“This opportunity was something that I was really interested in and very passionate about, and this is when the opportunity came up for me. With Secretary Gwinn’s retirement, the opportunity is now,” Thompson said. “It can’t wait. I feel like I’m the best person for that job and so that’s why I wanted to take it while the opportunity was there.”

Thompson served in the Army and as a military police officer in the 1970s. He counts some two dozen bills during his tenure as speaker that aimed to benefit veterans. Those include a measure meant to ensure that all West Virginia colleges are veteran-friendly, while another expands tuition aid for those who served in the National Guard and reserves.

Text Only
West Virginia
  • Repairs set for I-77 tunnel

    Some lanes of an Interstate 77 tunnel along the Virginia-West Virginia border where a truck fire occurred are being rerouted for repairs.

    July 29, 2014

  • Veterans crisis center coming to Clarksburg

    The long delays for veterans seeking medical care at VA hospitals have prompted The American Legion to plan a short-term crisis center in Clarksburg.

    July 29, 2014

  • Weekend tornado confirmed in West Virginia

    The National Weather Service has confirmed a tornado touched down in Pleasants and Ritchie counties over the weekend.

    July 29, 2014

  • Rahal: Fund VA reform ‘for our veterans’

     On the cusp of Congress’s lengthy summer break, factions sparring over legislation to strengthen health care and funding reforms for the Department of Veterans Affairs may have reached a compromise.
    Although final details are still in the works, the top two negotiators, Sen. Bernard Sanders, I-Vt., and Rep. Jeff Miller, R-Fla., released a joint statement that said they had “made significant progress toward and agreement on legislation to make VA more accountable and to help the department recruit more doctors, nurses and other health-care professionals.”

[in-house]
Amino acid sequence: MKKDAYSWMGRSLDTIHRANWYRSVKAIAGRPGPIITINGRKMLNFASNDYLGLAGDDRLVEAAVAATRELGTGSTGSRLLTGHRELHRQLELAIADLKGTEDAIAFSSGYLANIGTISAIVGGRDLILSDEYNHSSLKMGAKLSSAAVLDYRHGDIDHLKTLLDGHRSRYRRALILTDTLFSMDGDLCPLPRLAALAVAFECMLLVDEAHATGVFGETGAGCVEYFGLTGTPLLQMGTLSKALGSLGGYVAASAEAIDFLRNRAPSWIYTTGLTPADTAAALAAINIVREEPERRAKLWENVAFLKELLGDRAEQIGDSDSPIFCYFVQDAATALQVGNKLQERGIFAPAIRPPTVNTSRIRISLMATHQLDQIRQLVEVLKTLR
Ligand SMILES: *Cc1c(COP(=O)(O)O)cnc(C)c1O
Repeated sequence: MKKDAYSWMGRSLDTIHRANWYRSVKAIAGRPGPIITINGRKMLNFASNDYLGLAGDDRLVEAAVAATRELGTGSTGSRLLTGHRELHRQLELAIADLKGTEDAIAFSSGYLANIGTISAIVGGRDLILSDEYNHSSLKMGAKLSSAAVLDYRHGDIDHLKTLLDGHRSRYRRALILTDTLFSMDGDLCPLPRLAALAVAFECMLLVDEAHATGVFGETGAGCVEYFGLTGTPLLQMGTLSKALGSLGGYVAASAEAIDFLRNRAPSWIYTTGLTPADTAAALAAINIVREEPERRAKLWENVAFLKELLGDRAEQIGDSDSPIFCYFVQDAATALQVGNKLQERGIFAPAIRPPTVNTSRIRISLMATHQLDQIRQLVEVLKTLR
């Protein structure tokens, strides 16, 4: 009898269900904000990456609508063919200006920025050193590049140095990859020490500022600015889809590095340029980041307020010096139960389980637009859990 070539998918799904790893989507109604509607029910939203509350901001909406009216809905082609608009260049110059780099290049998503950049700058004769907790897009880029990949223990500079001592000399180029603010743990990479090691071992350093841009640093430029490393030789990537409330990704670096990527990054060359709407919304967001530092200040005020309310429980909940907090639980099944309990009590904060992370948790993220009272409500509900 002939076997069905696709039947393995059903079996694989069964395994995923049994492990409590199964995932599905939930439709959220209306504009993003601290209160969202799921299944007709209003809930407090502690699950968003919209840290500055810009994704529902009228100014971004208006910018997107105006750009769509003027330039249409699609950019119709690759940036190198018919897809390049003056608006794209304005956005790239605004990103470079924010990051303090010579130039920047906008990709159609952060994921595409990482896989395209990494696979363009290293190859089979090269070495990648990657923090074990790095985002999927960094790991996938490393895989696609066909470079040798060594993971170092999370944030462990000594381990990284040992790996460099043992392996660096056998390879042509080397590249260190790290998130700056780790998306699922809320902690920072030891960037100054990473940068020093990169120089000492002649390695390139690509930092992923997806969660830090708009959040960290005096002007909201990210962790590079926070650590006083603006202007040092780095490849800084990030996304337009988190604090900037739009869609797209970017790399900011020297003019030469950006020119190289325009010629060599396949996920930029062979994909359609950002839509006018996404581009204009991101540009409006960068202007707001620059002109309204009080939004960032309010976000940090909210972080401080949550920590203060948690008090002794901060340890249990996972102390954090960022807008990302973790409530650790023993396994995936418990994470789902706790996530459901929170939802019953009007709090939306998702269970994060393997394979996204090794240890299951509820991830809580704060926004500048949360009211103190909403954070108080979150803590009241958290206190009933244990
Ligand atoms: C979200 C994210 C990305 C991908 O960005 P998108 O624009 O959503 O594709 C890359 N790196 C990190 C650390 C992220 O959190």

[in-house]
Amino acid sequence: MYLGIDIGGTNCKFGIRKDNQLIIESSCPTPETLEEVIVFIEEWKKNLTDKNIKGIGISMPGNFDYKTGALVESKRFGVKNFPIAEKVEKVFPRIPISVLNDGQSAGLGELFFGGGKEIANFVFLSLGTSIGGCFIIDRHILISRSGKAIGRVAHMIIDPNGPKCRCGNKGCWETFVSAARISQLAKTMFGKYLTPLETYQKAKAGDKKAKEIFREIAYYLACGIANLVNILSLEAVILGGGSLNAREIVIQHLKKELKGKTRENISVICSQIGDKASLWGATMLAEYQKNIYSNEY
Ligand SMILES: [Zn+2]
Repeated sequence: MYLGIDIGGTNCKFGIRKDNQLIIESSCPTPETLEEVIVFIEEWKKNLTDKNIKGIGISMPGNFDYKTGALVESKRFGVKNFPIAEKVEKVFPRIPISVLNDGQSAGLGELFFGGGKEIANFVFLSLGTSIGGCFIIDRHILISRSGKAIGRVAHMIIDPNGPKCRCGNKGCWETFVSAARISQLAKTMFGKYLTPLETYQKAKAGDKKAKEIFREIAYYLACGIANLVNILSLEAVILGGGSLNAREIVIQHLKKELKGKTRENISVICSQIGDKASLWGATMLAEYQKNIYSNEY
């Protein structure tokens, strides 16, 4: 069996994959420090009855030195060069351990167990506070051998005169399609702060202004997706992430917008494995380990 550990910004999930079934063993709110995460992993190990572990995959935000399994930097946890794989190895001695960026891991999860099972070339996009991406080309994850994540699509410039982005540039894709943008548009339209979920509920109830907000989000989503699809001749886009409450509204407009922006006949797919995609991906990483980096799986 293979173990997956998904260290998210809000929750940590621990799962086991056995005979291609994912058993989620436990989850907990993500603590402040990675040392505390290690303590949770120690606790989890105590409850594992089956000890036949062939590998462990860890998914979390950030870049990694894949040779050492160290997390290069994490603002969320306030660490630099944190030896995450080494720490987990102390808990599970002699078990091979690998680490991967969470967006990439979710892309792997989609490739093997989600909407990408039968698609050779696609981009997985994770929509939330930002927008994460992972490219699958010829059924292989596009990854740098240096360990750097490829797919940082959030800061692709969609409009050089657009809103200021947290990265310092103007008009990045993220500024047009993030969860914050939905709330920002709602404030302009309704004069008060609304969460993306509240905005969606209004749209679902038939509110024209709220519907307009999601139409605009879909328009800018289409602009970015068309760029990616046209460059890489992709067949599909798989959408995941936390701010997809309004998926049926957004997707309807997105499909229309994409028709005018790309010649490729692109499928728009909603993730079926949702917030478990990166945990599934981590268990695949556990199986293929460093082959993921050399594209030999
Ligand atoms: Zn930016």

July 29, 2014

  • Attorney general reaches $950,000 settlement with three financial groups

    West Virginia’s attorney general has reached a $950,000 settlement with three companies over allegations of antitrust law violations.

    July 28, 2014

  • Woman convicted in teen’s slaying moved

    A Monongalia County teenager has been transferred to a state prison to complete her sentence for the slaying of another teenager.
    The Lakin Correctional Center near Point Pleasant said Friday Rachel Shoaf has been booked at the Division of Corrections prison. Shoaf turned 18 last month and had been held in a juvenile facility.

    July 26, 2014

  • Board suspends clinic operator’s license

    A West Virginia board Friday suspended the license of the operator of a pain management clinic where investigators found syringes were being reused. It was the second disciplinary action involving the doctor’s license within a decade.

    July 26, 2014

  • Candidates: Leave global warming debate to scientists

    Two West Virginia congressional hopefuls said during their first candidate forum matchup Thursday that the global warming debate is better left to scientists.
    Democrat Nick Casey and Republican Alex Mooney added that other countries should step up in reducing carbon emissions.

    July 24, 2014

  • Lawsuit filed over Dirty Girl Mud Run

    A lawsuit has been filed against the producers of a run that was canceled in Charleston in which participants were told they wouldn’t be issued refunds.

    July 24, 2014

  • WVa. man sues GM over wife's death

    A West Virginia man has filed a lawsuit against General Motors Corp., claiming a defective ignition switch in a Chevrolet Cobalt caused a 2006 accident that killed his pregnant wife.

    July 24, 2014

House Ads
Featured Ads